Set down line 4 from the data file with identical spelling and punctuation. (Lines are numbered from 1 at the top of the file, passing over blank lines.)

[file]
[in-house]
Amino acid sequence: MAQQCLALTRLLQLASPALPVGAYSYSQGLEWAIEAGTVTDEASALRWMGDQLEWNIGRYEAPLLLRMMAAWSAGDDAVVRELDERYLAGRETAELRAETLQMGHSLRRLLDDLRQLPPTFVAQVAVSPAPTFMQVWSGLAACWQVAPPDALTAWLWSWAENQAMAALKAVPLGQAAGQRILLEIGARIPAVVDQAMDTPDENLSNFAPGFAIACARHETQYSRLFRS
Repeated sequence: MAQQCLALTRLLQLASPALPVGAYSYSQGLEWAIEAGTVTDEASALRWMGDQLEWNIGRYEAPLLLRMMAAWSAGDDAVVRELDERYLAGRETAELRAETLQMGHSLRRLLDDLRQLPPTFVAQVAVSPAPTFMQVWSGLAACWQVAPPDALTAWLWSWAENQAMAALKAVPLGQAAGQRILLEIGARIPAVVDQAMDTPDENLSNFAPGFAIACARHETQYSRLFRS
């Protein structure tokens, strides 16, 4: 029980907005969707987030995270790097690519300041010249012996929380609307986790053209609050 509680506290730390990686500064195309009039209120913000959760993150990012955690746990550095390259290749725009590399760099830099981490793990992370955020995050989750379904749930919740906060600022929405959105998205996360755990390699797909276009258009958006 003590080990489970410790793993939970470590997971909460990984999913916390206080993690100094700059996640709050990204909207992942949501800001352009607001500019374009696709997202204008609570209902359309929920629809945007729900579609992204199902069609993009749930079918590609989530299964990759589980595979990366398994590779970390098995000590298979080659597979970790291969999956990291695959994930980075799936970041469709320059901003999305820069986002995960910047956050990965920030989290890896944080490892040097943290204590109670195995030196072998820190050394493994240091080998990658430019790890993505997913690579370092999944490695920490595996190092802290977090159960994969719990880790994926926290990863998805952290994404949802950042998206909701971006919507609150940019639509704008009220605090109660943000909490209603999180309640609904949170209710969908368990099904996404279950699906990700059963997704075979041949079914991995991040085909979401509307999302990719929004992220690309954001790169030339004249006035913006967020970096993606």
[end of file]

């Protein structure tokens, strides 16, 4: 029980907005969707987030995270790097690519300041010249012996929380609307986790053209609050 509680506290730390990686500064195309009039209120913000959760993150990012955690746990550095390259290749725009590399760099830099981490793990992370955020995050989750379904749930919740906060600022929405959105998205996360755990390699797909276009258009958006 003590080990489970410790793993939970470590997971909460990984999913916390206080993690100094700059996640709050990204909207992942949501800001352009607001500019374009696709997202204008609570209902359309929920629809945007729900579609992204199902069609993009749930079918590609989530299964990759589980595979990366398994590779970390098995000590298979080659597979970790291969999956990291695959994930980075799936970041469709320059901003999305820069986002995960910047956050990965920030989290890896944080490892040097943290204590109670195995030196072998820190050394493994240091080998990658430019790890993505997913690579370092999944490695920490595996190092802290977090159960994969719990880790994926926290990863998805952290994404949802950042998206909701971006919507609150940019639509704008009220605090109660943000909490209603999180309640609904949170209710969908368990099904996404279950699906990700059963997704075979041949079914991995991040085909979401509307999302990719929004992220690309954001790169030339004249006035913006967020970096993606």